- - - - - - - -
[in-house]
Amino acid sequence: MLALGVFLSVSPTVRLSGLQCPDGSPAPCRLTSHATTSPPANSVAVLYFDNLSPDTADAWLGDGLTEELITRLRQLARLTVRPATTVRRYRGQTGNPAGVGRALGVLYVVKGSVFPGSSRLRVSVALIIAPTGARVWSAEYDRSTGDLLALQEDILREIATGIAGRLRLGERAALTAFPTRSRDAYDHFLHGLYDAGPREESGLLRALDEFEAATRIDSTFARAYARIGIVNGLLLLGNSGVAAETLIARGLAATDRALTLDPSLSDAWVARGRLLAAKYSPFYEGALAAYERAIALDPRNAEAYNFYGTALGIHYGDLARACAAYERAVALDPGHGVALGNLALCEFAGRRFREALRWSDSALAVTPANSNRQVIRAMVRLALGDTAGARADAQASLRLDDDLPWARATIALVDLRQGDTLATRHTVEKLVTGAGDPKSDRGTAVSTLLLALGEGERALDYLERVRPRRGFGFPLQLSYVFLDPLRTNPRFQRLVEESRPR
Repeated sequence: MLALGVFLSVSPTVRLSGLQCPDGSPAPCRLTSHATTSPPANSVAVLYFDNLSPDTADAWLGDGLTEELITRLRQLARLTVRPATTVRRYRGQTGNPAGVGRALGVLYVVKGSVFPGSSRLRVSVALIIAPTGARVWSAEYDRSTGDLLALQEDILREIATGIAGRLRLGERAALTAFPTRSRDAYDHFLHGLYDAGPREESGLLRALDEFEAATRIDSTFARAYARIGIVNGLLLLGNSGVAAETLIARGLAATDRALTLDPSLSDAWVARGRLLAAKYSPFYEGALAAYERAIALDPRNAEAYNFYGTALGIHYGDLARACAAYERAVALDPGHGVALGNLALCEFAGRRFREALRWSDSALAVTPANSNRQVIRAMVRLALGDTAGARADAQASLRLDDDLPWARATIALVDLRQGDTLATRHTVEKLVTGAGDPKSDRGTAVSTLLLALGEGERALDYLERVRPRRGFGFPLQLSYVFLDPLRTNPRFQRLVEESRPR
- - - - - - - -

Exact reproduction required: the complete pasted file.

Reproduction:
[in-house]
Amino acid sequence: MLALGVFLSVSPTVRLSGLQCPDGSPAPCRLTSHATTSPPANSVAVLYFDNLSPDTADAWLGDGLTEELITRLRQLARLTVRPATTVRRYRGQTGNPAGVGRALGVLYVVKGSVFPGSSRLRVSVALIIAPTGARVWSAEYDRSTGDLLALQEDILREIATGIAGRLRLGERAALTAFPTRSRDAYDHFLHGLYDAGPREESGLLRALDEFEAATRIDSTFARAYARIGIVNGLLLLGNSGVAAETLIARGLAATDRALTLDPSLSDAWVARGRLLAAKYSPFYEGALAAYERAIALDPRNAEAYNFYGTALGIHYGDLARACAAYERAVALDPGHGVALGNLALCEFAGRRFREALRWSDSALAVTPANSNRQVIRAMVRLALGDTAGARADAQASLRLDDDLPWARATIALVDLRQGDTLATRHTVEKLVTGAGDPKSDRGTAVSTLLLALGEGERALDYLERVRPRRGFGFPLQLSYVFLDPLRTNPRFQRLVEESRPR
Repeated sequence: MLALGVFLSVSPTVRLSGLQCPDGSPAPCRLTSHATTSPPANSVAVLYFDNLSPDTADAWLGDGLTEELITRLRQLARLTVRPATTVRRYRGQTGNPAGVGRALGVLYVVKGSVFPGSSRLRVSVALIIAPTGARVWSAEYDRSTGDLLALQEDILREIATGIAGRLRLGERAALTAFPTRSRDAYDHFLHGLYDAGPREESGLLRALDEFEAATRIDSTFARAYARIGIVNGLLLLGNSGVAAETLIARGLAATDRALTLDPSLSDAWVARGRLLAAKYSPFYEGALAAYERAIALDPRNAEAYNFYGTALGIHYGDLARACAAYERAVALDPGHGVALGNLALCEFAGRRFREALRWSDSALAVTPANSNRQVIRAMVRLALGDTAGARADAQASLRLDDDLPWARATIALVDLRQGDTLATRHTVEKLVTGAGDPKSDRGTAVSTLLLALGEGERALDYLERVRPRRGFGFPLQLSYVFLDPLRTNPRFQRLVEESRPR